by Bob Smietana
The Ministry Village at Olive Baptist Church in Pensacola began with prayer, the Bible and a hurricane.
About 10 years ago, many of Olive Baptist Church’s neighbors lost their homes and jobs when Hurricane Ivan slammed the Gulf Coast. Families who had once been struggling to get by now slipped deeper into poverty.
“It uncovered a lot of needs that were there the whole time, but they all came to the surface because of Ivan,” says Stan Lollar, executive director of the Ministry Village at Olive Inc.
At the same time, the planning committee was praying about the future and studying Jesus’s teaching in Matthew 25 about “the least of these.”
That led to the start of the Ministry Village, a church-affiliated nonprofit that provides food, medical care, recovery treatment, and other assistance to those in need. It was modeled after the Christian Care Center at First Baptist Church in Leesburg, Florida.
The goal is to make the love of Christ tangible and to share the gospel in action as well as words, said Lollar.
“Matthew 25 tells us that we are the Lord’s hands and feet,” he said. “The best way to share Him with hurting people is through this kind of ministry.”
Church volunteers run some of the ministries, such as a food pantry and support groups. The Ministry Village also built a brand new 5,000 square foot space for a local medical clinic, which leases the space for free. They also opened the Bargain Center, a thrift-store that employs 10 people. Any proceeds from the store go to help support the ministry.
Last year the Ministry Village helped more than 2,300 people. Some came for short-term assistance, such as food or help paying their rent or utilities, through a program called “Tender Hearts, Caring Hands.” Others joined the ongoing support groups known as “The Most Excellent Way.”
All are linked to the gospel, says Lollar.
“Our pastor made it clear from day one,” he says. “Whatever programs we do – if the gospel can’t be part of it, we are not going to do it.”
Sometimes the gospel is shared in subtle ways, such as a tract tucked into a bag of food or prayers offered to someone who has stopped in for help.
Evangelism works better in some of the long-term settings, says Lollar, such as the support groups, where church volunteers have formed strong relationships with group members.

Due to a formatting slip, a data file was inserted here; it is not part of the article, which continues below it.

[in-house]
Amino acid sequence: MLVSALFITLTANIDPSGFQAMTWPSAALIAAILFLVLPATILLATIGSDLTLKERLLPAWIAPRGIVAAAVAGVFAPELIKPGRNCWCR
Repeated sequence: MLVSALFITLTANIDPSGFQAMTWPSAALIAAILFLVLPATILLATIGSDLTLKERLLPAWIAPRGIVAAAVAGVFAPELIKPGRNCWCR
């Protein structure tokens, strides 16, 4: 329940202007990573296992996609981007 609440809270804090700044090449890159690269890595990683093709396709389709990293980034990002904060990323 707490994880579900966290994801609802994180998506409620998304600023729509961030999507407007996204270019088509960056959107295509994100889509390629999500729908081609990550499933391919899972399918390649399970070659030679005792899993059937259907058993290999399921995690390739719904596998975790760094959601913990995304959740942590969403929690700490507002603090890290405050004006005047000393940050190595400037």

“It’s something we are trying to become more intentional about,” he says.
Lollar, a retired J.C. Penny manager began volunteering with the church’s support groups when they started back in the 1990s. In 2003, he felt God calling him to leave J.C. Penny and get more involved in volunteer work.
It was a real leap of faith to Lollar. He believed God had a plan for his life but wanted a few more details.
“I told the Lord I sure would like to know what those plans were,” he recalls.
Lollar became the liaison between the church and local community groups during the rebuilding process following Hurricane Ivan. That led him to become more involved in local nonprofits and affordable housing issues.
Eventually, he was asked to become the executive director for the Ministry Village. The church provided most of the initial funding as well as seven acres of land for the project, which continues to expand.
The work of the Ministry Village is hard at times. Many of the people Lollar assists are dealing with heartbreaking situations, where there’s no easy solution.
But he’s inspired to keep going, in large part because of his own experience of finding healing in Christ.
Lollar says some of his family dealt with addiction, and he saw the toll it took on them. He also lost a sister at a young age, a loss that haunted him for years and left him feeling bitter inside.
He found healing by turning that bitterness and loss over to Christ. That’s something he’s often shared with guests at the Ministry Village who are struggling with addictions or other issues.
One of the next projects for the Ministry Village, Lollar hopes, is a counseling ministry that will provide both mental health and spiritual care.
That new ministry will include outreach to military veterans dealing with post-traumatic stress syndrome. PTSD is commonplace in Pensacola, which is home to many veterans.
“It’s a big, big, big issue,” he says.
Olive Baptists’ pastor, Ted Traylor, says evangelism involves both good news and good works. He urges members to do both.
“The plow has two handles. If we are to plow in God’s field, we need to grasp both handles,” he says. “The gospel—tell it and show it.”
Want to know more? Visit ministryvillage.org.
Bob Smietana (@bobsmietana) is the senior writer and content editor of Facts & Trends.